worldseries-1The idea to broadcast a game of the World Series in ATSC 3.0 was proposed by Richard Friedel literally just a few days before the Chicago Cubs and Cleveland Indians began Major League Baseball’s 112th edition of the championship series. Friedel is the current Chairman of the Board of Directors for the Advanced Television Systems Committee so he tends to think about these things anyway. But in his daytime job as executive vice president and general manager for Fox Networks Engineering and Operations, he found himself in a position to actually make such an event happen, even with just a few days to prepare. And so on Friday, October 21, the 2015 NAB Engineering Achievement Award winner started making some calls, sending some emails…

“To achieve great things two things are needed: a plan and not quite enough time.”

– Leonard Bernstein, composer/conductor

The studios for Tribune-owned WJW-TV in Cleveland are located in downtown Cleveland, about 3 miles from Progressive Field, where game 1 of the World Series began on Tuesday October 25. The WJW transmitter facility is located in Parma, Ohio, about 15 miles south of the WJW studios. But the studios used to be part of the Parma facility so it’s a spacious building, with the transmitting antenna located on the property. The Cleveland Fox affiliate transmits its digital signal of VHF channel 8, which was its original pre-DTV analog channel. During the DTV transition, however, WJW transmitted their digital signal on Channel 31, side-mounted on the tower, and returned to Channel 8 after the analog shutoff on June 12 2009. They turned the Channel 31 equipment off, leaving everything in place and essentially just turned off the lights and closed the door…

WJW 1100 foot tower in Parma OH

Due at least in part to its existing but dormant transmission capability on Channel 31, WJW has been in demand over the past year or so as a test site for ATSC 3.0 and some of its predecessor technologies. LG/Zenith and GatesAir used the facility in mid 2015 to conduct field tests of their Futurecast next generation television system (a number of the base technologies in the Futurecast system are now included in the ATSC 3.0 Physical Layer standard). In January of 2016, the facility was used by NAB to test ATSC 3.0 transmission on VHF Channel 9, using WJW’s channel 8 backup antenna being operated on channel 9. And in mid 2016, GatesAir and LG/Zenith returned to Cleveland to field test their ATSC 3.0 transmission equipment, now fully conforming to the ATSC A/321 and A/322 Physical Layer standards.

NAB has plans currently unfolding to begin turning the WJW facility into a fully functioning test station for ATSC 3.0, open to the industry for RF testing, interoperability plug fests, trying out new ATSC 3.0 features and so forth. The FCC experimental license for use of the Channel 31 facility was recently re-assigned to NAB. So when the idea began circulating about the World Series in Cleveland as a venue for an ATSC 3.0 broadcast, we were excitedly onboard.

Channel 31 transmitter

Setting up at the Channel 31 transmitter

Following Rich Friedel’s successful efforts to obtain broadcast rights and cajoling of equipment partners, the station began making preparations for the broadcast. Much of the equipment and personnel arrived the day of game 2 on October 26 to set up the system. WJW receives the Fox Network feed at their studios in downtown Cleveland and sends an MPEG-2 encoded STL signal to the transmitter site in Parma for transmission. For the ATSC 3.0 broadcast, at the transmitter site, the 720P MPEG-2 signal was decoded to baseband, and then upconverted to a 1080P60 format and compressed using a Harmonic HEVC encoder. Equipment provided by Triveni Digital encapsulated the HEVC-encoded video and audio into the appropriate IP format specified by the ATSC 3.0 standard and the signal was then provided to the input of a GatesAir ATSC 3.0 exciter and subsequently connected to the input of the Comark DCX transmitter and Channel 31 transmit antenna.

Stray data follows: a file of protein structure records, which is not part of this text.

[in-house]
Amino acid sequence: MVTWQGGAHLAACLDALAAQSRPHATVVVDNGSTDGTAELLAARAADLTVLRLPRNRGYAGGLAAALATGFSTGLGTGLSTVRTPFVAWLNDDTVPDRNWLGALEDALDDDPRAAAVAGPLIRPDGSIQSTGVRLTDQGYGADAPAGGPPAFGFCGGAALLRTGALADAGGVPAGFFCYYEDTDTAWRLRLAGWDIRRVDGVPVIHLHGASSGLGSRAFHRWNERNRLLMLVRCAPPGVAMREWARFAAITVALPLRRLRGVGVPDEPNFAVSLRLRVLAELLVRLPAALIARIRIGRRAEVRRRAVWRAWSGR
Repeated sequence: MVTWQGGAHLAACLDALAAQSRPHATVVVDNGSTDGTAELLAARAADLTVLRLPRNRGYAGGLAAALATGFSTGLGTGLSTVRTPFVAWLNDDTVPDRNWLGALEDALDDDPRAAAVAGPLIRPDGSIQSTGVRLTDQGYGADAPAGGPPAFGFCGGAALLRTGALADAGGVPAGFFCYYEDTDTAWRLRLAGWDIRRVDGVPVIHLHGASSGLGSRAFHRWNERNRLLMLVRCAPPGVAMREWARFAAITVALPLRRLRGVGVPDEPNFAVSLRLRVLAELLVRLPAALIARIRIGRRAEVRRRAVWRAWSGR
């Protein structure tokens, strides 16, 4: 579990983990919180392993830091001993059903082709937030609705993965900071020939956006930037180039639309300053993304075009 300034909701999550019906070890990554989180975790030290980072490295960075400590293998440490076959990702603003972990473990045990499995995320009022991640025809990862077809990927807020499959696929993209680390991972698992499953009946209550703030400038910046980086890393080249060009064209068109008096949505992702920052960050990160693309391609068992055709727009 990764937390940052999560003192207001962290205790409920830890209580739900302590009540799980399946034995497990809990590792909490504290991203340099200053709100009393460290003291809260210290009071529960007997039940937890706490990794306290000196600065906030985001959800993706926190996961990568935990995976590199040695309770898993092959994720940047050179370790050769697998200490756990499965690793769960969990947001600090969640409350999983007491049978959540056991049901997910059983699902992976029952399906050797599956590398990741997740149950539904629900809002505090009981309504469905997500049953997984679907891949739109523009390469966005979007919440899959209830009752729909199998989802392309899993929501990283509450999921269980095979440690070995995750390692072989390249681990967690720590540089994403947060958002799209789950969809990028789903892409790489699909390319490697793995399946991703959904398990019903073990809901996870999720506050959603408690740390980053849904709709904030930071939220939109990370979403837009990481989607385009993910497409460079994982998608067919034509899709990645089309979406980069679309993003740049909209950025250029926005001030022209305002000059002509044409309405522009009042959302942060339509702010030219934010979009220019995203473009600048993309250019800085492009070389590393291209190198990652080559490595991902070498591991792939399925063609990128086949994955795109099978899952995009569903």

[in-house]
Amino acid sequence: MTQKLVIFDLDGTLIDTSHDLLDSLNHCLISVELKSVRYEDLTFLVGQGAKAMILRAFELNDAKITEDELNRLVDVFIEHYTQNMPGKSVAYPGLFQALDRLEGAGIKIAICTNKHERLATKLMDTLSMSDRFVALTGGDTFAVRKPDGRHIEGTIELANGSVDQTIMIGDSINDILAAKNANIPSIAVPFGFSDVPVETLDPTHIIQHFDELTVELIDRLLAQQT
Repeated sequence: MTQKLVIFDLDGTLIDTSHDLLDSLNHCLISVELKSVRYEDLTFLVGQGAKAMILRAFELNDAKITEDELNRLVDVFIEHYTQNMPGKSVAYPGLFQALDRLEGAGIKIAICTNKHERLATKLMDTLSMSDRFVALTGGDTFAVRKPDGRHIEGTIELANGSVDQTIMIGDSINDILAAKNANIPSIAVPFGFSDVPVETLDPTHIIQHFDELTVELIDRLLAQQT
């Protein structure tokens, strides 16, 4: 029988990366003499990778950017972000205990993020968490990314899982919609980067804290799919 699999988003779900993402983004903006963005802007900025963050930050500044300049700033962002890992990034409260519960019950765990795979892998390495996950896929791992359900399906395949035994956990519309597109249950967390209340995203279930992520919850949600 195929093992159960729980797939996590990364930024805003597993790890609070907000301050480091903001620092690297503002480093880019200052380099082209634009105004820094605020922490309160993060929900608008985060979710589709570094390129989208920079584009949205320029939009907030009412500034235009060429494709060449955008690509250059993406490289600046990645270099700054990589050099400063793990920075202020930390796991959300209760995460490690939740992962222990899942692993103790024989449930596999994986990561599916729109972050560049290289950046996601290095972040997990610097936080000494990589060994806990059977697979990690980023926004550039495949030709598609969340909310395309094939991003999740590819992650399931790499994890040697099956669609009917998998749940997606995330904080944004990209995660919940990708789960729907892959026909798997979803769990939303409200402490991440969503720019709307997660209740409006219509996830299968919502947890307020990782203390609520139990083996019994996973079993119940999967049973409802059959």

But would it all work?

Receiving ATSC 3.0 over-the-air at the transmitter site

The short answer is at the time of the first pitch at 7:08 pm on Wednesday October 26 the ATSC 3.0 signal was successfully received on channel 31 by a 65” ATSC 3.0 integrated TV set with OTA antenna from LG, located in the Fox Sports Broadcast Compound outside the stadium. A 55” ATSC 3.0 set was also set up at the transmitter site for monitoring and backup.


Fox Broadcasting employees (l-r) Jonathan Butnick, Mike Davies and Eddie Motl watch as the LG 65” OLED TV displays the action during the World Series ATSC 3.0 broadcast at the Fox Broadcasting Compound

Fox Broadcasting employees (l-r) Jonathan Butnick, Mike Davies and Eddie Motl watch as the LG 65” OLED TV displays the action during the World Series ATSC 3.0 broadcast at the Fox Broadcasting Compound

In addition to Fox, a number of companies put in a lot of extra hours and extra miles to make the first ATSC 3.0 broadcast of a professional sports event a reality: John Taylor, Wayne Luplow and Tony Antonoff from LG/Zenith provided receivers and facilitated communications; Joe Seccia from GatesAir provided and installed the exciter; Dave Catapano and Sean Devine from Triveni Digital provided IP equipment and the middleware “glue;” and Bill Van Duynhoven, director of engineering operations at Tribune Broadcasting and the WJW Fox 8 technical staff shepherded the activities at the station and provided the care and feeding for the transmitter/antenna facility.

And one more “first” took place on Wednesday October 26: the Cubs won the game, their first World Series game win since 1945.